So, why shouldn't we be concerned over the Bruins power play? Well, for starters, Boston had the second-best power play during the regular season at 25.2 percent. Only the Edmonton Oilers scored more power-play goals than the B's. The Bruins also have several players with high-end offensive skill to put on their player play units, including Patrice Bergeron, Brad Marchand, David Pastrnak, Charlie McAvoy and Torey Krug. Boston's top line struggled in the round robin with zero goals and one assist, but when it inevitably heats up, the power play will benefit as well.

It's important not to take too much from a three-game sample size of the power play right after a four-month layoff. That said, the Bruins need their power play to be more effective in the first round of the playoffs if they're going to give themselves the highest possible chance at advancing. 

2. Bruins' round robin struggles will carry into Round 1
Verdict: Overreaction

The round robin was important, make no mistake about that. Even though seeding is less crucial than usual because home ice advantage is not a factor in the Toronto bubble, earning a high seed would still have been helpful in forging the easiest possible road to the Stanley Cup Final. The league will re-seed after each round of the playoffs instead of using a traditional bracket, so the No. 1 seed will play the lowest-seeded opponent in each round. 

The Bruins, judging by their comments and on-ice play, don't seem too concerned about seeding. In fairness, the most important things for the Bruins in the round robin were to get their legs back after not playing for a while and avoid injuries. The Bruins will enter Round 1 of the playoffs with a pretty healthy roster, and while their performance in the round robin was certainly less-than-stellar, they played better in the last two games compared to the awful 4-1 loss against the Philadelphia Flyers in the opener.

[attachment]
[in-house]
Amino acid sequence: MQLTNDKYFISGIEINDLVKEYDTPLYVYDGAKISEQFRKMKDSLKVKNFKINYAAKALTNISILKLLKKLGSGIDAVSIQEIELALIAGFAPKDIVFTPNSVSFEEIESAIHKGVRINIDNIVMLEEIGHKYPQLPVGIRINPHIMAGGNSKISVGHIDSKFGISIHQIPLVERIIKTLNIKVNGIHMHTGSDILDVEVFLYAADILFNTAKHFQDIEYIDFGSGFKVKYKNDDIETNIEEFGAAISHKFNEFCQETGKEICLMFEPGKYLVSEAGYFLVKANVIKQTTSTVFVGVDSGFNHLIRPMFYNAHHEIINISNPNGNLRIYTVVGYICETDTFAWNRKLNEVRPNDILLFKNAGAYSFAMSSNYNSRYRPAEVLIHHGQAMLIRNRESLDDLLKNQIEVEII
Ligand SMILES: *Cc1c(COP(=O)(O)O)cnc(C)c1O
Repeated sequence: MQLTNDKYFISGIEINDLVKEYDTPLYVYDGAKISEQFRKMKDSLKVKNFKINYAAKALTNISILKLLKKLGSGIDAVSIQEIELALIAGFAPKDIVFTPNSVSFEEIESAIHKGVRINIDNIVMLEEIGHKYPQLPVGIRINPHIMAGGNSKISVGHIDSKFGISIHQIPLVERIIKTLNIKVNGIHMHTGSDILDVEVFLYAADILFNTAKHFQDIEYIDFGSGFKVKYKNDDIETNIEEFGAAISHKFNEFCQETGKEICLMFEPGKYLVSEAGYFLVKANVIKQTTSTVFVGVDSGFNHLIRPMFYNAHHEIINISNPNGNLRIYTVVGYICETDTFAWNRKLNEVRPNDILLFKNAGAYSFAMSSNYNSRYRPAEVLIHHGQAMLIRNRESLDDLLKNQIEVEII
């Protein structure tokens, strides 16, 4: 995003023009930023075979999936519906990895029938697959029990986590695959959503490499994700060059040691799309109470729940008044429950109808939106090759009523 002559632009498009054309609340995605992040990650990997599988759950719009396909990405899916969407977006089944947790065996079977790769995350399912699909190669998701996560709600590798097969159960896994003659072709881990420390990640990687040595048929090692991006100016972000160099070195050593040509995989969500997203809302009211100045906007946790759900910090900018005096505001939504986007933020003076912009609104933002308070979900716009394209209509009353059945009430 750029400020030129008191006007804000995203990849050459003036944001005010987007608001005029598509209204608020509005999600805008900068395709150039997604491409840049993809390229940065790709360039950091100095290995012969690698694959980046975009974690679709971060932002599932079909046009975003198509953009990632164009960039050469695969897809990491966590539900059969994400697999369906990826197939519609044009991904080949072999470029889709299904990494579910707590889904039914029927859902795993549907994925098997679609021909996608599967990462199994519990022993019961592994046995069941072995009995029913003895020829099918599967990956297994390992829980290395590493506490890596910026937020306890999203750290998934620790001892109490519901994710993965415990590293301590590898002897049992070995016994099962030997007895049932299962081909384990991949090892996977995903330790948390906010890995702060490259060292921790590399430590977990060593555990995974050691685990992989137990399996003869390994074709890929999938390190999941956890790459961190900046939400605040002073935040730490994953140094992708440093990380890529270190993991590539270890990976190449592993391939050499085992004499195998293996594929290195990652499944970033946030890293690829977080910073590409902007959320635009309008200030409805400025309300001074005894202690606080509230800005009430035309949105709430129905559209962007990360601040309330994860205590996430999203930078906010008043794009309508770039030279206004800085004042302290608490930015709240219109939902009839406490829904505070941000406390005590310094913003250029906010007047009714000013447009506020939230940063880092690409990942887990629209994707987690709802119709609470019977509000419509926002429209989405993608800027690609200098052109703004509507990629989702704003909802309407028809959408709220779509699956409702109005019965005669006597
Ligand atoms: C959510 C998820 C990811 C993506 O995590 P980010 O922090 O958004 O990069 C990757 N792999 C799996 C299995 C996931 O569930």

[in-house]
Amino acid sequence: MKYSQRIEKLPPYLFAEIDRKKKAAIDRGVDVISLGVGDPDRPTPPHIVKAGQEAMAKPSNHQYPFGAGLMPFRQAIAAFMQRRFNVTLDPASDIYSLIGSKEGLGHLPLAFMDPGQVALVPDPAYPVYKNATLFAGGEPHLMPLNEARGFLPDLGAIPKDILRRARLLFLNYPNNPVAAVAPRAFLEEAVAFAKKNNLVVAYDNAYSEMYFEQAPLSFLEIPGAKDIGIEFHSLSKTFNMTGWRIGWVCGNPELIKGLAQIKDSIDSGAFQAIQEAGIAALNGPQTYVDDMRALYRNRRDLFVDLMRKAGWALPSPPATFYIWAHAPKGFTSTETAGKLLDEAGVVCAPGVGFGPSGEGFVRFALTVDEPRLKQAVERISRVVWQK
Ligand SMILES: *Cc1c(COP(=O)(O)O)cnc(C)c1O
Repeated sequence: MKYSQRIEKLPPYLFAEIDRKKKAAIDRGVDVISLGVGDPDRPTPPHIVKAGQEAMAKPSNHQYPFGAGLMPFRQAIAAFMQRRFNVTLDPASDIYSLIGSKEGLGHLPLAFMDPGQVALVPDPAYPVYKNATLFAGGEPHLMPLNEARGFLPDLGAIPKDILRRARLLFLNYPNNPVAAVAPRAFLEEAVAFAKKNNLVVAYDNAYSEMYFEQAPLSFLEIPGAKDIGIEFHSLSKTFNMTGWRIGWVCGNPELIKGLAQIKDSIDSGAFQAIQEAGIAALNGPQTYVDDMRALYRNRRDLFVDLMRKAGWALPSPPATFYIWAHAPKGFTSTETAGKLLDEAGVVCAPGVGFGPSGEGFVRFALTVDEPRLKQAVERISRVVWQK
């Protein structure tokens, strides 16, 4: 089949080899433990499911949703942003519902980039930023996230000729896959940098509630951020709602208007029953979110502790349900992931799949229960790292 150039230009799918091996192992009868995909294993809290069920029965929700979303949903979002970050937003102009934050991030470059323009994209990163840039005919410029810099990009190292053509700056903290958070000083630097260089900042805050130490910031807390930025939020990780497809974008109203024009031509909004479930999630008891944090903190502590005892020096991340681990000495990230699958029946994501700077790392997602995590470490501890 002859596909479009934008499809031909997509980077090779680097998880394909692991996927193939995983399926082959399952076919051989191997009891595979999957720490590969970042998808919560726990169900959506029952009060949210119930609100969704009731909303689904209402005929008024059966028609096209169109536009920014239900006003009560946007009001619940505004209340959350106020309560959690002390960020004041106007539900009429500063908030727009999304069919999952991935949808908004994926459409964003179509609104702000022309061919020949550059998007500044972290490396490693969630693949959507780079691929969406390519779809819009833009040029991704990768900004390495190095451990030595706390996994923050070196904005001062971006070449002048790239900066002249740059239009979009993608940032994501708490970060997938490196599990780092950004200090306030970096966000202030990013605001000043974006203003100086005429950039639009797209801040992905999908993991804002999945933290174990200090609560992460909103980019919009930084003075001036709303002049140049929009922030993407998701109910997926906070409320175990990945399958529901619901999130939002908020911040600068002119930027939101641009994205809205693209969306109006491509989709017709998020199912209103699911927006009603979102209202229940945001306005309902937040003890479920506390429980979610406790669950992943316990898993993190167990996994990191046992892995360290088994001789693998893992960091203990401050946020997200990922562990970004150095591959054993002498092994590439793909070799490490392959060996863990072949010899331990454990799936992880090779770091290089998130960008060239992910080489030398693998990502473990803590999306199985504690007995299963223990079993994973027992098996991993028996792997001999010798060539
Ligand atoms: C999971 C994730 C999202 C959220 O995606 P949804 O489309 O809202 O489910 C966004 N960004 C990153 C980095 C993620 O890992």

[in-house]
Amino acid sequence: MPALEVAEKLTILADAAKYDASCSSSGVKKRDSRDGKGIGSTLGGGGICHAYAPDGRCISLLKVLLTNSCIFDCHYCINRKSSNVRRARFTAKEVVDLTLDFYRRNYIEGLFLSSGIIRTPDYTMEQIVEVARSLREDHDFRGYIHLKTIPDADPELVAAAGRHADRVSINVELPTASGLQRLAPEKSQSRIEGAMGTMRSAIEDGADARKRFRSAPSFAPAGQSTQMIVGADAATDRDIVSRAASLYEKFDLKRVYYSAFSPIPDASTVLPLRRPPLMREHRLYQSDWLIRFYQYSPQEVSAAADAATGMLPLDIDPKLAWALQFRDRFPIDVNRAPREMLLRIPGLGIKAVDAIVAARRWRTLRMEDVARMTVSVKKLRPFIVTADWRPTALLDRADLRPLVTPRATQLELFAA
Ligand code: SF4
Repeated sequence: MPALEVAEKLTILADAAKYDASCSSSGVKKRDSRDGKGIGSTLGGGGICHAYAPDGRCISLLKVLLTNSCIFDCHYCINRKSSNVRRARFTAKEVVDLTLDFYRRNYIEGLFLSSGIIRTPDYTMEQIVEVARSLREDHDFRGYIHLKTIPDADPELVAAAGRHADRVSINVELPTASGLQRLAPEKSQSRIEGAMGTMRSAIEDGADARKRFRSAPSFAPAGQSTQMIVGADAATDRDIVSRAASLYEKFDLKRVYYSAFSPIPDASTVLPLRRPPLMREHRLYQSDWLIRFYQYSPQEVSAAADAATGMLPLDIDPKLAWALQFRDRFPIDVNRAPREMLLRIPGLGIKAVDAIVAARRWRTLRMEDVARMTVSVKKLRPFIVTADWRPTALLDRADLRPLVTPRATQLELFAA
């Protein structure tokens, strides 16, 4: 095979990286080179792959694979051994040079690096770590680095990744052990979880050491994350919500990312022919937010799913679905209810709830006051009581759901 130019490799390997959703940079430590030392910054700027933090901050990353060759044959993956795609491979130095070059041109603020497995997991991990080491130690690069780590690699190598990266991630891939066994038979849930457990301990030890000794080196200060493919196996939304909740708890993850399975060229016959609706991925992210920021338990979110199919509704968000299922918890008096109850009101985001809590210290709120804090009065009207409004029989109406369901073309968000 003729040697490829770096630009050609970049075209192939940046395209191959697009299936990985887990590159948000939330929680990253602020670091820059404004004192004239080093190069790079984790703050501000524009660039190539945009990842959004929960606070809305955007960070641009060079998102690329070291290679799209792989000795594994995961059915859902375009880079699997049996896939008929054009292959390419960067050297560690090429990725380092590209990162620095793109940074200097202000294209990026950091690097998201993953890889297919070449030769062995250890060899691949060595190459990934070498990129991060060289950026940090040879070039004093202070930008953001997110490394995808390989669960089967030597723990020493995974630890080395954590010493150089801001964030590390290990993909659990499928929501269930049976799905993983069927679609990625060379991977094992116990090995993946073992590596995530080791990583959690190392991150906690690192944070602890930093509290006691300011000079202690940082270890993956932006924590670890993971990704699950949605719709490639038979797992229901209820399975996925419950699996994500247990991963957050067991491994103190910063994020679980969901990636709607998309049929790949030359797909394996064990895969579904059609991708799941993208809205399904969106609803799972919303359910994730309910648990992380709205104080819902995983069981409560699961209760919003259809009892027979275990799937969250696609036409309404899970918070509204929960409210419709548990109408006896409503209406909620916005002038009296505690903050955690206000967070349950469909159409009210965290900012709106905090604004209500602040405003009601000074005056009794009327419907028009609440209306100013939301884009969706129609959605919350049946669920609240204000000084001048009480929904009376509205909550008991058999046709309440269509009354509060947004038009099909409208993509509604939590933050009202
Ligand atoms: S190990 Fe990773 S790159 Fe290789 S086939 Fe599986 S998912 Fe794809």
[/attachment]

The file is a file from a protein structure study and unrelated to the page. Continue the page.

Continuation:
The next games actually matter, and for a veteran group with loads of playoff and championship experience, we should see a hungrier and more motivated Bruins team when the puck drops in Game 1 against the Hurricanes.

3. David Krejci line took an important step forward vs. Capitals
Verdict: Not an overreaction

The Bruins' second line of Jake DeBrusk, David Krejci and Ondrej Kase played together for the first time in the round robin Sunday, and it gave an encouraging performance.

Overall, the Krejci line held a 10-5 advantage in shot attempts, a 4-1 edge in shots on goal and a 3-1 lead in scoring chances during 5-on-5 action against the Capitals.

Kase was making his round robin debut and made a nice pass to DeBrusk on Boston's only goal. Krejci also picked up an assist on the play.

This goal for DeBrusk was huge. The 23-year-old left winger had scored only one goal in his previous 16 games dating back to the regular season. Hopefully for the B's, this goal helps to spark some consistency in DeBrusk's game entering the playoffs.

Secondary scoring is going to be a huge factor for the Bruins in the postseason, and this second line will play a huge part in whether Boston generates enough offense to make a deep run.